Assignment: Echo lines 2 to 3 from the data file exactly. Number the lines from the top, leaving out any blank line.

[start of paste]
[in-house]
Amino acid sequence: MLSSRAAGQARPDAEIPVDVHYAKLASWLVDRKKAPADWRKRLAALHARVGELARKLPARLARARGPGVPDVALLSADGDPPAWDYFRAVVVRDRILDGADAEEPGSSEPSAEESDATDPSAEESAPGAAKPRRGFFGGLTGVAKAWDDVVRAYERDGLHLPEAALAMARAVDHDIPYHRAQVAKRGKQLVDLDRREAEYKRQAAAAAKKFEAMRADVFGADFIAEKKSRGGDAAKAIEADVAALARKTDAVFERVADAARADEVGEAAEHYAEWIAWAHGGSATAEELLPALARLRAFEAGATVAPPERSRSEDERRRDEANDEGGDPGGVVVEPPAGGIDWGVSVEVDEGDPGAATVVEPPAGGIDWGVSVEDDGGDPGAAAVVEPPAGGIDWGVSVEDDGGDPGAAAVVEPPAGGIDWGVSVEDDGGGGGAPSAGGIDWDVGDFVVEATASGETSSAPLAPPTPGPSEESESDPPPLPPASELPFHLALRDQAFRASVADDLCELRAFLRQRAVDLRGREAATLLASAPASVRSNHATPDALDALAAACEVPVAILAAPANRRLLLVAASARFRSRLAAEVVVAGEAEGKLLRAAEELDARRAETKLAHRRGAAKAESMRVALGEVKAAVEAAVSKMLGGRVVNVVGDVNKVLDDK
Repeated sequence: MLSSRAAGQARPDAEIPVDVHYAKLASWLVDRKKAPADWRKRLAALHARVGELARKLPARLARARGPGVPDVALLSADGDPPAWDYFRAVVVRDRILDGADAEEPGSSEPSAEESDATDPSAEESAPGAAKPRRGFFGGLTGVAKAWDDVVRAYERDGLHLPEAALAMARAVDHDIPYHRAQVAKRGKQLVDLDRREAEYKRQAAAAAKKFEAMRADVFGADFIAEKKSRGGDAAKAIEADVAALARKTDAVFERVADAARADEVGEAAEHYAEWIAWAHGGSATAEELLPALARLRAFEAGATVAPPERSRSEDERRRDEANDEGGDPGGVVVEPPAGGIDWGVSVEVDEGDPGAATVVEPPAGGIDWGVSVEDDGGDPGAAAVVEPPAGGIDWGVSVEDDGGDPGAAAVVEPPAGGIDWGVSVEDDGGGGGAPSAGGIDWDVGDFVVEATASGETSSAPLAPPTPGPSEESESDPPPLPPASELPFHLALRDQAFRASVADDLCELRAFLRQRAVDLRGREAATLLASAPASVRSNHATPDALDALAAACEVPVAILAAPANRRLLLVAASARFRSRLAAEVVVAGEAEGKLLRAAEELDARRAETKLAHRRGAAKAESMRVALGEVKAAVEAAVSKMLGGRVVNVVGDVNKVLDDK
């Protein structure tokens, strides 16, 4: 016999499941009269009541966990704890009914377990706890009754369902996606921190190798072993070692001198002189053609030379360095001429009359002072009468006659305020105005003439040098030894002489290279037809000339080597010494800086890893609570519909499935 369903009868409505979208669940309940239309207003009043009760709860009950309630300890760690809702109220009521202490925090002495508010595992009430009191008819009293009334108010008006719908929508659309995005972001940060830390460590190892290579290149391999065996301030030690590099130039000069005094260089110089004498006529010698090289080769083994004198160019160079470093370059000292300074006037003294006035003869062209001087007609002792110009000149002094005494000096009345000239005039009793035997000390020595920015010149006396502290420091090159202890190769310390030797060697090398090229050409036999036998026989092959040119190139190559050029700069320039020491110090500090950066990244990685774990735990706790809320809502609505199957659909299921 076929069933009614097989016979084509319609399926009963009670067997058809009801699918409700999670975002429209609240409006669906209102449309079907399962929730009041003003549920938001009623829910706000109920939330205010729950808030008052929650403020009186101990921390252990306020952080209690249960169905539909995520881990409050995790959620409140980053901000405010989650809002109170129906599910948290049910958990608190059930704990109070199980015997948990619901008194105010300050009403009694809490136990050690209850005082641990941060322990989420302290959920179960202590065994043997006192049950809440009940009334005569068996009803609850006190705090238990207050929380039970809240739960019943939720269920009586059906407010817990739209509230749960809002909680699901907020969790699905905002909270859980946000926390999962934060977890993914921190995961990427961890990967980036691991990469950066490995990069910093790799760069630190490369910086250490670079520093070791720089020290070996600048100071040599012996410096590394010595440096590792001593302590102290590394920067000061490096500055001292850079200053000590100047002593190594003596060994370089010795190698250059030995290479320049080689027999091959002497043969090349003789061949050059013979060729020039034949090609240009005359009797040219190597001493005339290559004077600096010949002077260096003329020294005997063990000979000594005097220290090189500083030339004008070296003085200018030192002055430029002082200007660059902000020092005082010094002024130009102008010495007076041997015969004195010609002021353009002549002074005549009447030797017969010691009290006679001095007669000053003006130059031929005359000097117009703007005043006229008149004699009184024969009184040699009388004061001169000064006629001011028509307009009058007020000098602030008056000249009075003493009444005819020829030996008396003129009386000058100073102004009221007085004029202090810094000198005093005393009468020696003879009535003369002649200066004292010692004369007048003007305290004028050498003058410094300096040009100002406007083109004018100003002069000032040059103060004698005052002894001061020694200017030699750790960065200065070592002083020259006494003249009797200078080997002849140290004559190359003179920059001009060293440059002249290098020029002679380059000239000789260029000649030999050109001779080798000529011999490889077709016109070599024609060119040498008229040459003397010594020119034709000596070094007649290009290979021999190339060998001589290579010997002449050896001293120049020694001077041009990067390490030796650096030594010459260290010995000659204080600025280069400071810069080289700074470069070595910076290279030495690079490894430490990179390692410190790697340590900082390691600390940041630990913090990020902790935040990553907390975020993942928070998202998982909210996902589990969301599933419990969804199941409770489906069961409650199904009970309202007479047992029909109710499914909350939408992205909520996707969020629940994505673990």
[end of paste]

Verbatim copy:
Amino acid sequence: MLSSRAAGQARPDAEIPVDVHYAKLASWLVDRKKAPADWRKRLAALHARVGELARKLPARLARARGPGVPDVALLSADGDPPAWDYFRAVVVRDRILDGADAEEPGSSEPSAEESDATDPSAEESAPGAAKPRRGFFGGLTGVAKAWDDVVRAYERDGLHLPEAALAMARAVDHDIPYHRAQVAKRGKQLVDLDRREAEYKRQAAAAAKKFEAMRADVFGADFIAEKKSRGGDAAKAIEADVAALARKTDAVFERVADAARADEVGEAAEHYAEWIAWAHGGSATAEELLPALARLRAFEAGATVAPPERSRSEDERRRDEANDEGGDPGGVVVEPPAGGIDWGVSVEVDEGDPGAATVVEPPAGGIDWGVSVEDDGGDPGAAAVVEPPAGGIDWGVSVEDDGGDPGAAAVVEPPAGGIDWGVSVEDDGGGGGAPSAGGIDWDVGDFVVEATASGETSSAPLAPPTPGPSEESESDPPPLPPASELPFHLALRDQAFRASVADDLCELRAFLRQRAVDLRGREAATLLASAPASVRSNHATPDALDALAAACEVPVAILAAPANRRLLLVAASARFRSRLAAEVVVAGEAEGKLLRAAEELDARRAETKLAHRRGAAKAESMRVALGEVKAAVEAAVSKMLGGRVVNVVGDVNKVLDDK
Repeated sequence: MLSSRAAGQARPDAEIPVDVHYAKLASWLVDRKKAPADWRKRLAALHARVGELARKLPARLARARGPGVPDVALLSADGDPPAWDYFRAVVVRDRILDGADAEEPGSSEPSAEESDATDPSAEESAPGAAKPRRGFFGGLTGVAKAWDDVVRAYERDGLHLPEAALAMARAVDHDIPYHRAQVAKRGKQLVDLDRREAEYKRQAAAAAKKFEAMRADVFGADFIAEKKSRGGDAAKAIEADVAALARKTDAVFERVADAARADEVGEAAEHYAEWIAWAHGGSATAEELLPALARLRAFEAGATVAPPERSRSEDERRRDEANDEGGDPGGVVVEPPAGGIDWGVSVEVDEGDPGAATVVEPPAGGIDWGVSVEDDGGDPGAAAVVEPPAGGIDWGVSVEDDGGDPGAAAVVEPPAGGIDWGVSVEDDGGGGGAPSAGGIDWDVGDFVVEATASGETSSAPLAPPTPGPSEESESDPPPLPPASELPFHLALRDQAFRASVADDLCELRAFLRQRAVDLRGREAATLLASAPASVRSNHATPDALDALAAACEVPVAILAAPANRRLLLVAASARFRSRLAAEVVVAGEAEGKLLRAAEELDARRAETKLAHRRGAAKAESMRVALGEVKAAVEAAVSKMLGGRVVNVVGDVNKVLDDK